Ripping skin off the meat with your hands

If you’ve tried tugging chicken skin off breasts, thighs, or drumsticks before cooking them, you know how slippery those pieces can be. One stuck-on piece of sinew and your main course may be sent flying into the floor.

It’s also smart to leave the skin on cuts like thighs and drumsticks because the fat can infuse the meat with flavor during the cooking process. You can just remove the skin before serving.

Solution: Give your grippers a rest and use a paring knife instead. The short knives are easy to grip and quickly cut away at the tough tissue. They can also be easier to handle, which reduces the risk of losing any precious meat during the trimming process.

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10 Mistakes You’re Making with Raw Chicken

How To Cook Chicken Like a Pro 

This is an article from Hello Fresh about how to cook chicken.  I thought it had some good ideas, so am sharing it here.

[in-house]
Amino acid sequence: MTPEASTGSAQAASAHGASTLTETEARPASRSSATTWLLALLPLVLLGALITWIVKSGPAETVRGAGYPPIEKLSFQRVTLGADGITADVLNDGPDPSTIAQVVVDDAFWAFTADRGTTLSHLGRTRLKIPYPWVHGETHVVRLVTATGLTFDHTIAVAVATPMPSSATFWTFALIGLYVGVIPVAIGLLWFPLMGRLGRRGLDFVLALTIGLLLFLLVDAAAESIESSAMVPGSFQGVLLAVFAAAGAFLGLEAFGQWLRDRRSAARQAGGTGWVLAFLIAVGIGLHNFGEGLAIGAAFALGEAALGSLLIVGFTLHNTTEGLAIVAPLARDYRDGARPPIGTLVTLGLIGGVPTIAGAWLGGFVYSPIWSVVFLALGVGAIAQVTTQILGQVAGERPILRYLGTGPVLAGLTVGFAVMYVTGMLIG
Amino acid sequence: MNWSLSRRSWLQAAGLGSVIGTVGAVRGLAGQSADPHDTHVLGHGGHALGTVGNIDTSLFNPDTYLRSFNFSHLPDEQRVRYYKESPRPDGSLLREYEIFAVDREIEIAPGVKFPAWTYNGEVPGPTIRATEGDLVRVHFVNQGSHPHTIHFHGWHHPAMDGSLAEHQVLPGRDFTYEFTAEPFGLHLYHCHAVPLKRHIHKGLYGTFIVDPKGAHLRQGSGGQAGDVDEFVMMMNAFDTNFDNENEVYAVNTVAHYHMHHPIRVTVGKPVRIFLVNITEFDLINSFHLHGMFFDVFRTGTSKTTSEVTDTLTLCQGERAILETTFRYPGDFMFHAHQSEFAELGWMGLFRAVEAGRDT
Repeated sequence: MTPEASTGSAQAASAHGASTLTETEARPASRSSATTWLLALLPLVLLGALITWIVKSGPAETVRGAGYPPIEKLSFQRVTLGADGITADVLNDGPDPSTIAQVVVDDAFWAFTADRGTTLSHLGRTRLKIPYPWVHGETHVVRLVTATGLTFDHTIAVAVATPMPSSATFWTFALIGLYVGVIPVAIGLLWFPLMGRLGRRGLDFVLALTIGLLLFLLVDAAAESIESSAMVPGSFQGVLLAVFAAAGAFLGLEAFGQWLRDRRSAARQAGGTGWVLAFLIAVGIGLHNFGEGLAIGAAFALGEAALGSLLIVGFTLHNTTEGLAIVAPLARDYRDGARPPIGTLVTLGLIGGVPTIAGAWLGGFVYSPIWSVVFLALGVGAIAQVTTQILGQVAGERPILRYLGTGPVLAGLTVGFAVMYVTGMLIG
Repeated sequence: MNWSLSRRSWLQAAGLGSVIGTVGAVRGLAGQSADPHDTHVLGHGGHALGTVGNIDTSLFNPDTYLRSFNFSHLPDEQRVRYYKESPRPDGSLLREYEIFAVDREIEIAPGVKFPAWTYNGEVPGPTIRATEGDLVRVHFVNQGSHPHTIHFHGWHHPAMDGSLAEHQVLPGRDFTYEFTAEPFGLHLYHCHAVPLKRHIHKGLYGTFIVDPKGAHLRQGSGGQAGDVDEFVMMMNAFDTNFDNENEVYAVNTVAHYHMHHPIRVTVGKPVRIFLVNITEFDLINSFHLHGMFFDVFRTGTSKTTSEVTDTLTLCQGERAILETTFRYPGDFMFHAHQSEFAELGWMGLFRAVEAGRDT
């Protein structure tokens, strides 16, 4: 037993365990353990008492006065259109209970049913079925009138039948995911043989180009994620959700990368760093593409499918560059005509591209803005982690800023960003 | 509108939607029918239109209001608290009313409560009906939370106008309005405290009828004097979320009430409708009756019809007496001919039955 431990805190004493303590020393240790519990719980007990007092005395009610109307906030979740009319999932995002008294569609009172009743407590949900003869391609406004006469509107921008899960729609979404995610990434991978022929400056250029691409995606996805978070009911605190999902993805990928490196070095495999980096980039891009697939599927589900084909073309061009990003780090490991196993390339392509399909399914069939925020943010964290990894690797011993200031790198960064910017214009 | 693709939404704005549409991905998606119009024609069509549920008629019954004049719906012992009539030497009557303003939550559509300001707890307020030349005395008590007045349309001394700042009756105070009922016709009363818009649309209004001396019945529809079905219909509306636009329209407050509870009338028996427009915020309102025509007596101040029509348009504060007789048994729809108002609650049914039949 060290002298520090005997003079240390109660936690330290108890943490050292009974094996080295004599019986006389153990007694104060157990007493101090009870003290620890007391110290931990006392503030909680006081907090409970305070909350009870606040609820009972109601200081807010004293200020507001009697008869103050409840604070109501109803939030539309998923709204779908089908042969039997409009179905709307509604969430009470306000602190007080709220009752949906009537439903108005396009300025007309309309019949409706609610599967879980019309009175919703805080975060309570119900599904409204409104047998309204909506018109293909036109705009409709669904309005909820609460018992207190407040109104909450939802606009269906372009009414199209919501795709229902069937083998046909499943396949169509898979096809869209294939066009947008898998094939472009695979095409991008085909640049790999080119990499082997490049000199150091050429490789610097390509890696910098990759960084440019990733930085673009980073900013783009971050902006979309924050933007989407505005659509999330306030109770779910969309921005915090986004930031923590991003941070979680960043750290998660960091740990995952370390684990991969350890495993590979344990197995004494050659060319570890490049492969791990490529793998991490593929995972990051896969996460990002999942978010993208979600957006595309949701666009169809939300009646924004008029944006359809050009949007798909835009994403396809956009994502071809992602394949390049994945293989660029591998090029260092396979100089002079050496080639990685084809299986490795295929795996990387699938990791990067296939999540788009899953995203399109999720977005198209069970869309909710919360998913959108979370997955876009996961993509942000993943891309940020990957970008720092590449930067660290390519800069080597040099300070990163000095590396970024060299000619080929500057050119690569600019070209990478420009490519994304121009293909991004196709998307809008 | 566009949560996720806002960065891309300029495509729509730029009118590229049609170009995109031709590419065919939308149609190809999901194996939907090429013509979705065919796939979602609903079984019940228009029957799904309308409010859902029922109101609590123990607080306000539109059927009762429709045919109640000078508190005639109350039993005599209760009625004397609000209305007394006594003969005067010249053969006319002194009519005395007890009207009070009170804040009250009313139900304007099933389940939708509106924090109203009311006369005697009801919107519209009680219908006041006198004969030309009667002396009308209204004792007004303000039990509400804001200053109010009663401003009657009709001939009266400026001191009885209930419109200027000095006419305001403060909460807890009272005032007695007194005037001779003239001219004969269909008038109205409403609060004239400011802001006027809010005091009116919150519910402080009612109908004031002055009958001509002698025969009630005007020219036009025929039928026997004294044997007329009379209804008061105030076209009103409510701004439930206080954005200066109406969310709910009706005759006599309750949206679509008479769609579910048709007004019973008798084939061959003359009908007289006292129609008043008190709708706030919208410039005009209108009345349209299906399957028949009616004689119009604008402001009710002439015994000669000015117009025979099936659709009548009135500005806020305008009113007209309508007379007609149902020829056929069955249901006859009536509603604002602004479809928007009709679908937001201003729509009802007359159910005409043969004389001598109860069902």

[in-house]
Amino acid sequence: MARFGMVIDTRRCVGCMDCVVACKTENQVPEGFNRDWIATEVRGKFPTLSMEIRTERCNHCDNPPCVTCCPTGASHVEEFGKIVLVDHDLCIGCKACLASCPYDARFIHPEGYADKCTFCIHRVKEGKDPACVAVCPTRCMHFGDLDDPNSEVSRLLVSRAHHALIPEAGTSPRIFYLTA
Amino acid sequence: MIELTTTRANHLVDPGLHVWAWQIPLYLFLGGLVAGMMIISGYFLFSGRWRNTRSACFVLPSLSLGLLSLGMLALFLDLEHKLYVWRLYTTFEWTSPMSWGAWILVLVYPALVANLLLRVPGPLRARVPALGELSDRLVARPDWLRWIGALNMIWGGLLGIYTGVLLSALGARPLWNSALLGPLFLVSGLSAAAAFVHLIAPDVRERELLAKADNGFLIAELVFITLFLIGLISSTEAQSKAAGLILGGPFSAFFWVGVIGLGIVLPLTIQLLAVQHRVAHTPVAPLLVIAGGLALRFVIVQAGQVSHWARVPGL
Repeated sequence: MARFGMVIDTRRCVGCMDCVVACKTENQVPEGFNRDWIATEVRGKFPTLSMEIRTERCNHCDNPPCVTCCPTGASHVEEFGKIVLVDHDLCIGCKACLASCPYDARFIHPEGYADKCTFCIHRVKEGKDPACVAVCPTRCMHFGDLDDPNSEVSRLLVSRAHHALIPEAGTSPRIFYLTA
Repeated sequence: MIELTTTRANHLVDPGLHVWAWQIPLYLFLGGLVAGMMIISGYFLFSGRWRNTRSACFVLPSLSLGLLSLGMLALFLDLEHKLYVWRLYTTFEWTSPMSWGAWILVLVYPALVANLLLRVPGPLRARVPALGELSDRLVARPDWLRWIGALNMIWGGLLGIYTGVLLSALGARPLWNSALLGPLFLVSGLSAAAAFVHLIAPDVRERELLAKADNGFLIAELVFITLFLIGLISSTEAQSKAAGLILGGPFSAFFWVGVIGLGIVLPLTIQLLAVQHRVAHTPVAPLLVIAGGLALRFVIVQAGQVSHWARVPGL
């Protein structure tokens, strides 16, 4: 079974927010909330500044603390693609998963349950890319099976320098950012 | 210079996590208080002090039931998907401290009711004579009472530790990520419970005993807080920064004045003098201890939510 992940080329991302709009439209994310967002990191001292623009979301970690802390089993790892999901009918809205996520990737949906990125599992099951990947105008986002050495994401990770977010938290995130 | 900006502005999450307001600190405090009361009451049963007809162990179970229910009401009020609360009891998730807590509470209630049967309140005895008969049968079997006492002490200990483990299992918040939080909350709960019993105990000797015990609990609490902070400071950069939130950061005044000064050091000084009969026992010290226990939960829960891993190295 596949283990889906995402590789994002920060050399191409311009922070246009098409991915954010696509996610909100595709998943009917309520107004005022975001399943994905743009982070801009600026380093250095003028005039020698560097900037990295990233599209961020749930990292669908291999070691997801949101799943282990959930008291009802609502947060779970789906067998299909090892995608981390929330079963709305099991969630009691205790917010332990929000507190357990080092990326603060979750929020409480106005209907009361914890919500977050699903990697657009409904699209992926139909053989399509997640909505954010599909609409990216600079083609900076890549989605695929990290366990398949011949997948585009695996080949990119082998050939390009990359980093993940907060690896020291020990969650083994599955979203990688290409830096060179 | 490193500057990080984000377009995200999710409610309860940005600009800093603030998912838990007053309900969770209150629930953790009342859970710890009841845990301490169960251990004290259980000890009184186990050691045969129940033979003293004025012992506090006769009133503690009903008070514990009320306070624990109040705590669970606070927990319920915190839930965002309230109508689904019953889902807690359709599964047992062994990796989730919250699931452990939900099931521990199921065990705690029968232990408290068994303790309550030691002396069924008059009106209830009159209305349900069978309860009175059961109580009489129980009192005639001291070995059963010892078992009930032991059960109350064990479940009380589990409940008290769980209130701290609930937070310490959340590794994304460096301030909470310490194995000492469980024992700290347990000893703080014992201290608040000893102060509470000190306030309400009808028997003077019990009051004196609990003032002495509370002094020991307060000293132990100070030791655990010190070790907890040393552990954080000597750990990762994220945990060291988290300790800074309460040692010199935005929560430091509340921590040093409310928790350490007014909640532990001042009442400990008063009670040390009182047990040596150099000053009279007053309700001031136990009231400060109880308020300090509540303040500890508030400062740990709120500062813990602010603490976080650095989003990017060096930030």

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Chicken is an extremely versatile and popular type of protein, and Americans consume about 92 pounds of it a year. But despite its popularity, people still struggle with basic cooking techniques. Whether you prefer boneless skinless breasts, bone-in skin-on parts, or even the whole bird, the challenge is the same. How do you cook it evenly, lock in flavor, and keep it juicy and moist? And if you’re a skin lover how do you get the skin perfectly crisp?

No two parts of the bird are the same, and I’m sure you’ve found yourself overwhelmed in the meat aisle at your grocery store wondering which part is best. But don’t panic! We’re breaking it down and dishing out all the tips and tricks to help you cook chicken like a pro.

Whole Chicken